Biotechs are attracting multi-million dollar investments to pioneer new cancer treatments.

Puma Biotechnology this week announced it had secured a loan facility of up to $100 million – from the Silicon Valley Bank and Oxford Finance – to support the commercialisation of its NERLYNX® therapy, for early-stage breast cancer. It is given to improve the chances a cancer won’t return – after a patient has received an initial treatment.

The U.S. Food and Drug Administration (FDA) approved NERLYNX® in July. Dr Richard Pazdur, Director of the FDA’s Oncology Center of Excellence, saying it had demonstrated it “may help keep the cancer from coming back”.

“We’re proud to support Puma as they work to reduce the risk of breast cancer recurrence and develop novel therapies for the treatment of cancer. It’s our pleasure to arrange this financing for Puma as they commercialize NERLYNX and endeavor to bring this impactful therapy to patients throughout the world,” said Anthony Flores, director for Silicon Valley Bank’s Southwest Life Science Practice.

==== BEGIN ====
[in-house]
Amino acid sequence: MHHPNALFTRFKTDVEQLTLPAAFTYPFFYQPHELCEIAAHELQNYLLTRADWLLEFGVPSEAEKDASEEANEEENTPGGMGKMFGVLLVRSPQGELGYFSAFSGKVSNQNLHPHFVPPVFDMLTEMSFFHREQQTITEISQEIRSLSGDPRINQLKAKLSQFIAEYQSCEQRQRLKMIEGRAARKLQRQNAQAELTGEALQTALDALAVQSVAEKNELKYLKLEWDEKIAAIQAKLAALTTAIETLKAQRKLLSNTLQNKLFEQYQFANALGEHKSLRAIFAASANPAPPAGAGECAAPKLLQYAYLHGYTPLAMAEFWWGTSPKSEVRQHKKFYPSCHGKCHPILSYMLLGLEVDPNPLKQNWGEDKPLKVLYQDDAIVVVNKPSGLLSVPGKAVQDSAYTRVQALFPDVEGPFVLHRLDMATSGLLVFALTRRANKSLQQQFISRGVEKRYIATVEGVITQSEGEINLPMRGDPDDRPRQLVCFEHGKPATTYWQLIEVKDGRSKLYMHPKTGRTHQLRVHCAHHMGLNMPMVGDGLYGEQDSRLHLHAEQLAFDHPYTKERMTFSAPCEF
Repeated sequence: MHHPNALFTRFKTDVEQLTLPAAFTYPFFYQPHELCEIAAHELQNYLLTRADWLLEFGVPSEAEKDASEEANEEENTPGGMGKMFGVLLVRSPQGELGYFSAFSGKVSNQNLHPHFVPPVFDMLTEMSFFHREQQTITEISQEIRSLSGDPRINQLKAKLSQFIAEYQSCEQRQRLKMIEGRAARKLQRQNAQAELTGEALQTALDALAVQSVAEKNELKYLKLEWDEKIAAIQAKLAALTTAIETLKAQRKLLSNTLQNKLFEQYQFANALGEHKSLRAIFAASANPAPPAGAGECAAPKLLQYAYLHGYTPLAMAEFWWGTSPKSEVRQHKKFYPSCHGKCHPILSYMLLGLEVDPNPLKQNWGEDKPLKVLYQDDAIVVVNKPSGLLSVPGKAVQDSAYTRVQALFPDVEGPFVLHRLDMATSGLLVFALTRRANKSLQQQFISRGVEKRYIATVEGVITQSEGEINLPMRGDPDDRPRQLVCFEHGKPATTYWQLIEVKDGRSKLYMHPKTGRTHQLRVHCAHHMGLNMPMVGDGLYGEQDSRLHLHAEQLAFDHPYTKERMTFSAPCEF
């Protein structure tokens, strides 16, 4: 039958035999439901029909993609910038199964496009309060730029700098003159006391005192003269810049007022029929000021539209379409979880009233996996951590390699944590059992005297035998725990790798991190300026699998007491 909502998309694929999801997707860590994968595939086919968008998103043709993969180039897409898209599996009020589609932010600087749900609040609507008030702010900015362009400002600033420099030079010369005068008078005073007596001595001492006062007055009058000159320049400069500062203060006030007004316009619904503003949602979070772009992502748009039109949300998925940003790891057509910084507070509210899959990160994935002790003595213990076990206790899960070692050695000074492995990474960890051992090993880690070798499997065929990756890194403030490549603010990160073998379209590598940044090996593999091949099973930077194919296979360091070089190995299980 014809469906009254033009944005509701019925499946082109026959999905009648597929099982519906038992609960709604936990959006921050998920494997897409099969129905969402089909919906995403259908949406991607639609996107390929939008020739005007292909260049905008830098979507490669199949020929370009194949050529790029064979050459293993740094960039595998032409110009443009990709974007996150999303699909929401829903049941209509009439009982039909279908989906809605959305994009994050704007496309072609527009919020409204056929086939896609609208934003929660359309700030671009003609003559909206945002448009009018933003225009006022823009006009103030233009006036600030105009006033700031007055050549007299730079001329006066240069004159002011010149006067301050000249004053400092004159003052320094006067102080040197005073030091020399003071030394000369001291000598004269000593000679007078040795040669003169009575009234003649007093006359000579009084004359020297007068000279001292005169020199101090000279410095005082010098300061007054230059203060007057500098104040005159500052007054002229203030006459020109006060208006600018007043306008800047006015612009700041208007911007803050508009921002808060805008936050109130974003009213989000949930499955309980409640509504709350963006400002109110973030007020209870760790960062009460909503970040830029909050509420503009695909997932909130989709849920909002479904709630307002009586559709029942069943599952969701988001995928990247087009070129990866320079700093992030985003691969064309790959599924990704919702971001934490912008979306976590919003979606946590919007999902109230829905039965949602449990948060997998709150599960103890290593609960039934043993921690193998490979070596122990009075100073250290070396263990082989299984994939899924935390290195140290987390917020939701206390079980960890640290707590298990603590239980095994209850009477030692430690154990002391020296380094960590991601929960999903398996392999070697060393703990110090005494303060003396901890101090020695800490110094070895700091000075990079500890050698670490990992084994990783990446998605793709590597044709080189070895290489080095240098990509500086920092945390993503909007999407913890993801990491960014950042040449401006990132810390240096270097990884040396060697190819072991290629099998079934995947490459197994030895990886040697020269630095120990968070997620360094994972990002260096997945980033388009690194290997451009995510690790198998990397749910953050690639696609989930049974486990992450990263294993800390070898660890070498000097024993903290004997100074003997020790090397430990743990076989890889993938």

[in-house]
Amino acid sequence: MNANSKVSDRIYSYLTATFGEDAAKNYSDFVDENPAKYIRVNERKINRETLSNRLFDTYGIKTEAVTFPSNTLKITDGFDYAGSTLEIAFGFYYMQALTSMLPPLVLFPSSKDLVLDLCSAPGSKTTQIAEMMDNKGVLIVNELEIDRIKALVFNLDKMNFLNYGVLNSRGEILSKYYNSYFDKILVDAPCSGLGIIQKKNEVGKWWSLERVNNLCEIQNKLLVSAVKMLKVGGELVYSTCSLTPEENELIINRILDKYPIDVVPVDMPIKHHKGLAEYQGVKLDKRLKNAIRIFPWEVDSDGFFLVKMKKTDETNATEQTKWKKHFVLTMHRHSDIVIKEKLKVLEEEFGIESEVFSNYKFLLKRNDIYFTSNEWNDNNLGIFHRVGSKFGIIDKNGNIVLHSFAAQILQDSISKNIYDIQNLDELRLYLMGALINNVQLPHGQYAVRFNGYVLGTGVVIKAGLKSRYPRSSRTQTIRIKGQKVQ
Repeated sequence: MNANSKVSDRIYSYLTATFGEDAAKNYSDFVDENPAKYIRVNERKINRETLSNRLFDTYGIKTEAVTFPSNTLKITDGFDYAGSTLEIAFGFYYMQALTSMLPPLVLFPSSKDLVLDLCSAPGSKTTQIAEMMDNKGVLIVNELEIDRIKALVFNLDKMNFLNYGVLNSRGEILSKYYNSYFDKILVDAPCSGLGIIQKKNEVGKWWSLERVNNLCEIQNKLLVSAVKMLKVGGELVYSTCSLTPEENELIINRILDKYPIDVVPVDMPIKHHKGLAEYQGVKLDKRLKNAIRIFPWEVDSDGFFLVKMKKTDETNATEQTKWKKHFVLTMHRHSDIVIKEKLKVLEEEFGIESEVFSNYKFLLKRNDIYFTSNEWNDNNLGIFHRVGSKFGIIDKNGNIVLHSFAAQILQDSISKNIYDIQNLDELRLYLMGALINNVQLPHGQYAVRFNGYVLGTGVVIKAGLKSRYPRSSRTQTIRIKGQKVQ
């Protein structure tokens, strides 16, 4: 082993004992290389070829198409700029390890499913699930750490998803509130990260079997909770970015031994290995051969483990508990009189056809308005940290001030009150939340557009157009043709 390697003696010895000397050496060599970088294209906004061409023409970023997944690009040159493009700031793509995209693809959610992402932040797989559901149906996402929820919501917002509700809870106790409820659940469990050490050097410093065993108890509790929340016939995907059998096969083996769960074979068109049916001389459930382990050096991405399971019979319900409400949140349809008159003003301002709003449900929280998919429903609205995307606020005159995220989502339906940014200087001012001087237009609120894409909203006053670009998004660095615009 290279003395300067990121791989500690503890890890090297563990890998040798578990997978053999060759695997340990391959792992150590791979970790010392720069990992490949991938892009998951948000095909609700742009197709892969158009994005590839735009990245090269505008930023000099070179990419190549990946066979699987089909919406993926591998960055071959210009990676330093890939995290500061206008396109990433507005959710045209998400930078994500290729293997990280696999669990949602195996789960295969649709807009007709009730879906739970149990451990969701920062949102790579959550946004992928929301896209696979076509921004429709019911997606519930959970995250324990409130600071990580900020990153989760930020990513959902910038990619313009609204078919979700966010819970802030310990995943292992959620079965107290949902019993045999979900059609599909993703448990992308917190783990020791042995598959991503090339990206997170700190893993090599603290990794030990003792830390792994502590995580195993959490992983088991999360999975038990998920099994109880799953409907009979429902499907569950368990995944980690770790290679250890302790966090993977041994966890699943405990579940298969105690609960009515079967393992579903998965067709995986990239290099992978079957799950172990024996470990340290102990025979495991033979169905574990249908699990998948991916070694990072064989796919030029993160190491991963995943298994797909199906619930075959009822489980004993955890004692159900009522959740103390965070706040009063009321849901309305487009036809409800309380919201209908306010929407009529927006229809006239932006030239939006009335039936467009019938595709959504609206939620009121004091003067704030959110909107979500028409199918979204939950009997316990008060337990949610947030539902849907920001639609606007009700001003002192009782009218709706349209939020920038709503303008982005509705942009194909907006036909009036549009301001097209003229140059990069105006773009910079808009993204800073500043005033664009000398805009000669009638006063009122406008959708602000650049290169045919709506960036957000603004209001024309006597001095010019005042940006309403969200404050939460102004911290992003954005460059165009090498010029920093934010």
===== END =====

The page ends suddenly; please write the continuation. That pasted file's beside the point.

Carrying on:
There have been a number of key advances in the fight against cancer this year. In August, the FDA approved a breakthrough gene therapy, labelled an historic moment in cancer treatment, and last month it backed another that could spell the “end for blood cancer”. Recent research by a team from the University of Pennsylvania also points to potential new treatments for one the most deadly forms of cancer.

And investors are supporting biotechs continue the trend. One Californian biotech attracted $40 million of investment earlier this year to spearhead a ‘capital-efficient approach to developing novel cancer treatments’. While a Scottish biotech company was awarded €4 million in funding this year to develop the ‘next-generation’ cancer treatment.